It is necessary to note that “it is not enough to merely assert the worth of certain ideals; there must also be a means of sustaining them,” and that “high standards need strong sources.” 32  Plato’s dynamic and enduring dialogues promote, by method of Socratic Inquiry, the repudiation of imitation and unchallenged beliefs. The dialogues are not merely attempts to define authenticity, but rather the triumph of a continuous ideal of authentic becoming. Plato’s use of literary structure, that is, his effective use of complex dialogues, illustrates this very act. Plato’s work is not a passive jumble of exposition bound together and shelved in time but rather an active discourse engaging readers to confront authenticity in their individual lives. The art of measurement and the power of appearance are real forces that require balancing. Both the white and dark horses of the internal structure of power and the web of interrelated power external to the self require the struggle of authentic becoming. In choosing death as an authentic action, Socrates’ choice to refuse to submit to the Athenian power structure exemplifies the struggle for an authentic mode of being.

There remains much ambiguity as to the definition of authenticity as a theme of continental philosophy, particularly whether or not it is a normative ethic. Despite the dissention among the existentialists, authenticity is an important individual ideal. Perhaps authenticity, through the many attempts at existential definitions, has become, not a mode of being, but just another metaphor. Although they neither set forth a declarative treatise on authenticity nor attempt to define it per se, the Platonic dialogues successfully and comprehensively communicate authenticity as a foundational theme. Socrates and Plato actively represent midwives of authenticity, revealing the ideal through the unfolding of a life of struggle such as we witness in Plato’s Socrates. This paper has barely touched the surface of the existential thought or the Platonic representations of authenticity, which invite further inquiry. Despite our determined location in a society, as individuals we have the freedom to struggle toward an authentic mode of becoming.

Works Cited

Arras, John. “A Critique of Sartrian Authenticity.” The Personalist 57 (Spring 1976): 171-180. Deacon, Roger Alan. Fabricating Foucault: Rationalising the Management of Individuals. Milwaukee:

Marquette University Press, 2003.
Greene, Marjorie. “Authenticity: An Existential Virtue.” Ethics: An International Journal of Social,

Political, and Legal Philosophy 62 (July 1952): 266-274.

Guignon, Charles. On Being Authentic. London: Routledge, 2004.

Guignon, Charles and Derk Pereboom. Existentialism Basic Writings. Indianapolis, IN: Hackett Publishing Company, Inc., 2001.

Kiros, Teodoros. Self-Construction and the Formation of Human Values. London: Greenwood Press, 1998.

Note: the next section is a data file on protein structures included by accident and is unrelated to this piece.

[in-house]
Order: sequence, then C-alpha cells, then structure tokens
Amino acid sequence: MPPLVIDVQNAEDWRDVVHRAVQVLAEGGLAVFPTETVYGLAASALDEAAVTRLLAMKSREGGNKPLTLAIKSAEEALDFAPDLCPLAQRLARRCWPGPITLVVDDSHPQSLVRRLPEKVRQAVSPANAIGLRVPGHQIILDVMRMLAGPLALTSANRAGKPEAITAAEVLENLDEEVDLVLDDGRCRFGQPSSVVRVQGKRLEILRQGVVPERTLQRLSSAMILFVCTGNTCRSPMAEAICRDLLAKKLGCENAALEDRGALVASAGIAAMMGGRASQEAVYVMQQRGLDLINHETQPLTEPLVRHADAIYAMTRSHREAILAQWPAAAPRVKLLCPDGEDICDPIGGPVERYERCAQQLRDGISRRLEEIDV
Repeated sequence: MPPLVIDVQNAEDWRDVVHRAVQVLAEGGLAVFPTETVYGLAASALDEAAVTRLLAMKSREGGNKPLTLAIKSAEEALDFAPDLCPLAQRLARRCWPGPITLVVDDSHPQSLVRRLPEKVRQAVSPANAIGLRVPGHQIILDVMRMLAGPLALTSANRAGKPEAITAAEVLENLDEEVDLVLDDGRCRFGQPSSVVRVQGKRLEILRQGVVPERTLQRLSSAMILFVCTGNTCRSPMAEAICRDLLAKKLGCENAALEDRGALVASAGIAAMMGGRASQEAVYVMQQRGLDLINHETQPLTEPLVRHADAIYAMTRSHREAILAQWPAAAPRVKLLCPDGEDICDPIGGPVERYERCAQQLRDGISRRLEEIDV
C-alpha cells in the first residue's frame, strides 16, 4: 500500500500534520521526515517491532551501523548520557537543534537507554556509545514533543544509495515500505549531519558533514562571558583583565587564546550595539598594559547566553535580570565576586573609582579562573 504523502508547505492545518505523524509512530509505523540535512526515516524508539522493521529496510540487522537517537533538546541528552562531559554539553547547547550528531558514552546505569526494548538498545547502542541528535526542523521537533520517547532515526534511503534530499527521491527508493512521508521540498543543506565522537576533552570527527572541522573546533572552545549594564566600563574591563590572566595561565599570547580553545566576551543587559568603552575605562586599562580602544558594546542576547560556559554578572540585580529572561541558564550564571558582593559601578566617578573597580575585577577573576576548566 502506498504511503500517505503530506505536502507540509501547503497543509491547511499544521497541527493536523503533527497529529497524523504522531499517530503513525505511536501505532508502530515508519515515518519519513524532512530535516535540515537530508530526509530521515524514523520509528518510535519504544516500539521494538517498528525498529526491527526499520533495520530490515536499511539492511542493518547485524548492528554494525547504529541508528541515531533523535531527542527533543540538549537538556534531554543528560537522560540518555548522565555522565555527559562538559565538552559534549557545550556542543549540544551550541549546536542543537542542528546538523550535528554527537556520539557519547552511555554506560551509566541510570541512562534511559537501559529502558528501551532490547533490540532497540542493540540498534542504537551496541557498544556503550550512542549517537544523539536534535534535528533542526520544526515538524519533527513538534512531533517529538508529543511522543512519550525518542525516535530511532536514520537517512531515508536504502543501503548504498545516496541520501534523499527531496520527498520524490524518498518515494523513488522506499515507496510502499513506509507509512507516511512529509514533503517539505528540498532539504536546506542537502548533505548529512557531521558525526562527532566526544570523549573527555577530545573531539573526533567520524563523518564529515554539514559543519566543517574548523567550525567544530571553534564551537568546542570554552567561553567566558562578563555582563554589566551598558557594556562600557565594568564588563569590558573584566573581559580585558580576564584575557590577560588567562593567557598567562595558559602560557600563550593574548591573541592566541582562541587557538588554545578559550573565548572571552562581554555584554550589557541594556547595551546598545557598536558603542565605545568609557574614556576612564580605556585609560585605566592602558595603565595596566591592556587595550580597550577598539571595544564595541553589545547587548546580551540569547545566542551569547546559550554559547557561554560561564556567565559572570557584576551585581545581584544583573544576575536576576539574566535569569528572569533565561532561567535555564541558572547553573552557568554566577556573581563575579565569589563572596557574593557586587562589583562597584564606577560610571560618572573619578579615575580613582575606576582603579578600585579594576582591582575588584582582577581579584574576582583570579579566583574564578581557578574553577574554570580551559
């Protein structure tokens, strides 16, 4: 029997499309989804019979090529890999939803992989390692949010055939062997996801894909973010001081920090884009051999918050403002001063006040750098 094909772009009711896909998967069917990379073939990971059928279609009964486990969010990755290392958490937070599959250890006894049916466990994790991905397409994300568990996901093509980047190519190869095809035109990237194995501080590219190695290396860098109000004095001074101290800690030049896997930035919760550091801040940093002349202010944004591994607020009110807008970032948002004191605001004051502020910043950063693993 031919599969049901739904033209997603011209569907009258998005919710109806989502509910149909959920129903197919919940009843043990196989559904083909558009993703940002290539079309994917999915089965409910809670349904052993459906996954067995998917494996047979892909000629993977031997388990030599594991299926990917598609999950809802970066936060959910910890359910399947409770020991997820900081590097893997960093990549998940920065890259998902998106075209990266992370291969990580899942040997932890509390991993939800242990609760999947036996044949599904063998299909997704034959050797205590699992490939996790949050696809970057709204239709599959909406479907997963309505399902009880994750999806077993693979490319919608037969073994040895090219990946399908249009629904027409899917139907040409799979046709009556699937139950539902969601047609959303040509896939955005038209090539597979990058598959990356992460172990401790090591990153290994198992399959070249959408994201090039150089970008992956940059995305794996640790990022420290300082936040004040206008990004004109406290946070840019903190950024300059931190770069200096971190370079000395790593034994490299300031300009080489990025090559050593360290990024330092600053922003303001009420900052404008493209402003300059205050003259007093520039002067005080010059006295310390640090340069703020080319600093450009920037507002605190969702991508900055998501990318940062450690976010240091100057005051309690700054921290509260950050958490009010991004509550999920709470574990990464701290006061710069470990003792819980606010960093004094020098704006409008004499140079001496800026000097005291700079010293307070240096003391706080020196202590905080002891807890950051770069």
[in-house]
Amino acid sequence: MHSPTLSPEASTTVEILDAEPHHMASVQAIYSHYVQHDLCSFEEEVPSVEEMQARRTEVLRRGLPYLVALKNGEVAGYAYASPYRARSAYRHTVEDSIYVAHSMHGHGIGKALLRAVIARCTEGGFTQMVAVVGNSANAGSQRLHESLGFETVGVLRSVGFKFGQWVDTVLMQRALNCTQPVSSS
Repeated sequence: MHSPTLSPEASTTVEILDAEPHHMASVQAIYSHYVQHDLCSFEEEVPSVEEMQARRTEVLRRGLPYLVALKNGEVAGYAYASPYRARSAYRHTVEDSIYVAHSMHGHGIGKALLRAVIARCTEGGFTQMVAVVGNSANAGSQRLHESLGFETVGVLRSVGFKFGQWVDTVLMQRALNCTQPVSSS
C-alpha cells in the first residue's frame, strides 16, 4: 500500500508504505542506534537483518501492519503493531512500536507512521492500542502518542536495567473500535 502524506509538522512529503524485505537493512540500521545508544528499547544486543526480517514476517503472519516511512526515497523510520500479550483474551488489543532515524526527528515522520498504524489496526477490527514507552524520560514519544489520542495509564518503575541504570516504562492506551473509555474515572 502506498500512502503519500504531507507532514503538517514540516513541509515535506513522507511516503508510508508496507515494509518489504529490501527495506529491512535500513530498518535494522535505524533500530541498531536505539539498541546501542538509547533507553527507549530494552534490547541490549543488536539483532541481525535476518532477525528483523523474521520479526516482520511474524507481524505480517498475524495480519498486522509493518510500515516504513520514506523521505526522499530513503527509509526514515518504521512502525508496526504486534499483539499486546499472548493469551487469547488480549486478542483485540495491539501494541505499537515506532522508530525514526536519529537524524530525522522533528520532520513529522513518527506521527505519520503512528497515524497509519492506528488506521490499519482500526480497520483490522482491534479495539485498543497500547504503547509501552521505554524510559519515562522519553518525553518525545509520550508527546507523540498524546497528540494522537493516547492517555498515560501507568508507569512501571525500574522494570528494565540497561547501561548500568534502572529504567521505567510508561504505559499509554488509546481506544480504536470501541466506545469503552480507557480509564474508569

Nehamas, Alexander. Virtues of Authenticity: Essays on Plato and Socrates. Princeton, NJ: Princeton University Press, 1999.

Plato: Complete Works. Ed. by John M. Cooper. Indianapolis, Indiana: Hackett Publishing Co., 1997.

Sherman, Edwin. “Authenticity and Diversity: A Comparative Reading of Charles Taylor and Martin Heidegger.” Dialogue44.1 (2005).

Stahl, Gerry. “The Jargon of Authenticity: An Introduction to a Marxist Critique of Heidegger.” boundary 2 3.2 (1975).


  1. Marjorie Greene, “Authenticity: An Existential Virtue,” Ethics: An International Journal of Social, Political, and Legal Philosophy 62 (July 1952): 266-274.
  2. John Arras, “A Critique of Sartrian Authenticity,” The Personalist 57 (Spring 1976): 171-179.
  3. Arras 77.
  4. Charles Guignon and Derk Pereboom, introduction, Existentialism Basic Writings (Indianapolis, IN: Hackett Publishing Company, Inc., 2001) 4-7.
  5. Edwin Sherman, “Authenticity and Diversity: A Comparative Reading of Charles Taylor and Martin Heidegger,” Dialogue 44.1 (2005): 148-150.
  6. Sherman 151.
  7. Sherman 149.
  8. Gerry Stahl, “The Jargon of Authenticity: An Introduction to a Marxist Critique of Heidegger,” boundary 2 3.2 (1975): 489.
  9. See Alexander Nehamas, Virtues of Authenticity: Essays on Plato and Socrates (Princeton, NJ:

    Princeton University Press, 1999) xxxii-xxxv and 365.

  10. Nehamas 62.
  11. Sherman 148-150.
  12. Plato: Complete Works, ed. by John M. Cooper (Indianapolis, Indiana: Hackett Publishing Co., 1997) 771-775.
  13. Plato 30, 33b.
  14. Plato 762, 329a.
  15. From Concluding Unscientific Postscript cited in Guignon and Pereboom 92.
  16. Guignon and Pereboom, 90.
  17. Guignon and Pereboom 90.
  18. Plato 886, 86b.
  19. Charles Guignon, On Being Authentic (London: Routledge, 2004) 13.
  20. Plato982, 336e.
  21. Plato 983, 3338c.
  22. Plato 877, 77b.
  23. Plato 785, 356e.
  24. Teodoros Kiros, Self-Construction and the Formation of Human Values (London: Greenwood Press, 1998) 110.
  25. Plato 27, 29d-e.
  26. Deacon 179-180.
  27. Plato26, 28a.
  28. Plato 29, 32a.
  29. Guignon 69 and 73.
  30. Guignon 147-149.
  31. Sherman 152.
  32. Sherman 146.

Mindi Torrey

Mindi Torrey is a student at the University of South Florida seeking a degree in Philosophy with a minor in Women’s Studies. She intends to pursue a Ph.D. in Philosophy following graduation in the springof2008. [email protected]